Owner and Managing Director of both his companies, The Guernsey Clematis Nursery Ltd and Raymond J. Evison Ltd, Raymond Evison O.B.E. is a nurseryman and breeder, horticultural exhibitor, horticultural judge, acclaimed lecturer, author and photographer. He is the author of numerous articles on plants, gardening and the genus clematis published in books and leading magazines in Europe and North America; his horticultural photographs are used widely in publications.

Raymond Evison has more than 40 years of experience growing and introducing new clematis to the world's gardeners. One of his greatest loves is to search worldwide for plants either in the wild or in cultivation and he has been responsible for introducing many new Clematis into cultivation for the world's gardening market. He holds an NCCPG (National Council for the Conservation of Plants and Gardens) Collection of Clematis of over 500 species and cultivars.

The nursery now produces five million young plants per year and exports to 20 countries worldwide.

Raymond Evison said: “I am delighted that Guernsey Post has produced this very special set of postage stamps. It is an honour to be celebrated in this way and I am grateful for the huge team effort from our nurseries.”

Dawn Gallienne, head of philatelic at Guernsey Post, said: “Over the years Raymond has enjoyed huge successes at The RHS Chelsea Flower Show and this year he celebrated his 11th consecutive gold medal. We are thrilled to be able to showcase just some of the beautiful clematis which drew the crowds at Chelsea, including three which made their debut at this year’s show – and we’re particularly delighted that Raymond has photo-graphed the stunning images which are depicted on our stamps.” .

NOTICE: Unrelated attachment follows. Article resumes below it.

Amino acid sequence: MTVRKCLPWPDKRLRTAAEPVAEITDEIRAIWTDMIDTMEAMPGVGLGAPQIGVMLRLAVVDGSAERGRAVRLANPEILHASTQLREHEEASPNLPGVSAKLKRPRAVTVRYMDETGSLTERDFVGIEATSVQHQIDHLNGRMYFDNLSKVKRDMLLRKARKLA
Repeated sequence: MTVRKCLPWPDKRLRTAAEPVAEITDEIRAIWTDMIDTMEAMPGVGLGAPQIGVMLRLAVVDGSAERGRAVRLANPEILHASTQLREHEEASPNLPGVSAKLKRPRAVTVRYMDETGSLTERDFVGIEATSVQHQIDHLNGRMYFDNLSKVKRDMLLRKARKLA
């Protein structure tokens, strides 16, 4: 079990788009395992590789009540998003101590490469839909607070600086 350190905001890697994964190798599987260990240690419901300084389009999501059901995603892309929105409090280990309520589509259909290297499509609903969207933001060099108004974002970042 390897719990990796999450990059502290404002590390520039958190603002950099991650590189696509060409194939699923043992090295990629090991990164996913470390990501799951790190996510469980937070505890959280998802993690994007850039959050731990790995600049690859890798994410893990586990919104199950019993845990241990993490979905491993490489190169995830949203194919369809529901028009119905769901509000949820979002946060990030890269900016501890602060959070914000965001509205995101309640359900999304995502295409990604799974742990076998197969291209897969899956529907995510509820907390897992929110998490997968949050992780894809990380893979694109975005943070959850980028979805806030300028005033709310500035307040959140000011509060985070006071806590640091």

* * *

The seed catalogues are starting to arrive, as are the e-mail messages from the various suppliers about new introductions for 2014. Here is what the U.S.-based Wayside Gardens has to say about a brand new flowering dogwood.

“A cross of Cornuis kousa x C. nutallii with pink foliage that darkens along the edges.

“This blushing darling will warm up any landscape with its rosy pink blooms in late spring and burnished red leaves in fall. Find a place for it in the middle of your garden or along a driveway or path, and it will reward you with years of carmine colours! It even produces red-orange ornamental fruit through the summer.

“Rosy Teacups® is extremely floriferous, producing compact, dense heads of floral bracts. The blooms are over 7 cm (3 inches) wide and sport an alluring pink color that burns magenta along the edges. Not only are the flowers larger than average, but there are simply many, many more of them. And the blooms (actually bracts) overlap for an even fuller effect. These are long-lasting, as well, holding on for three weeks or more!

“Like other dogwoods, Rosy Teacups® grows slowly to a mature height and width of six to seven metres (20 to 25 feet). It has a low, dense growth habit, forming a distinctive rounded head slightly wider than it is tall. The foliage is thickly branched and covered in glossy green foliage that turns red in the fall.

“Rosy Teacups® exhibits good pest and disease resistance: no insect or disease problems have been observed during the plant's 15 year history of field testing.

“Rosy Teacups® can be grown in well-drained soils in full sun to part shade. It prefers moist, organically rich, acidic soils and will benefit from a two- to four-inch layer of mulch, which helps keep the roots cool and moist in summer.

“This plant exhibits great cold hardiness in U.S.-zone 6, with no winter die-back. This brand new variety has not yet been tested in other zones, but Wayside Gardens say they suspect it will be quite hardy in zones 5, 7, and 8 as well. Give it full sun in the North and part-shade in the South.”